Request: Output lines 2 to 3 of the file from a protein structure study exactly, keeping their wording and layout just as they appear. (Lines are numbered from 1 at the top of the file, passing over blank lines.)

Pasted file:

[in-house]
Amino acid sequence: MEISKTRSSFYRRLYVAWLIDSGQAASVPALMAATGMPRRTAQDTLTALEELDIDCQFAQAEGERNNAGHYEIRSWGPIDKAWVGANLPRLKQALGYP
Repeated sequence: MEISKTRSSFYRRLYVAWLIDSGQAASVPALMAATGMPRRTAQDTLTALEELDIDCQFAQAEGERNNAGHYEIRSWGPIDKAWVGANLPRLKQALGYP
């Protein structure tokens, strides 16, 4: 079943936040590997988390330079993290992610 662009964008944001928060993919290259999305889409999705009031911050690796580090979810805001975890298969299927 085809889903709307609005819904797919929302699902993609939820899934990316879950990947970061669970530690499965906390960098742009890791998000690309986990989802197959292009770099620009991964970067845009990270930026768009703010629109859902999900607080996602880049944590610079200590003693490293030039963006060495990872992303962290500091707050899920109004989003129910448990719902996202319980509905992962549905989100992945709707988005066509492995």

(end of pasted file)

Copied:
Amino acid sequence: MEISKTRSSFYRRLYVAWLIDSGQAASVPALMAATGMPRRTAQDTLTALEELDIDCQFAQAEGERNNAGHYEIRSWGPIDKAWVGANLPRLKQALGYP
Repeated sequence: MEISKTRSSFYRRLYVAWLIDSGQAASVPALMAATGMPRRTAQDTLTALEELDIDCQFAQAEGERNNAGHYEIRSWGPIDKAWVGANLPRLKQALGYP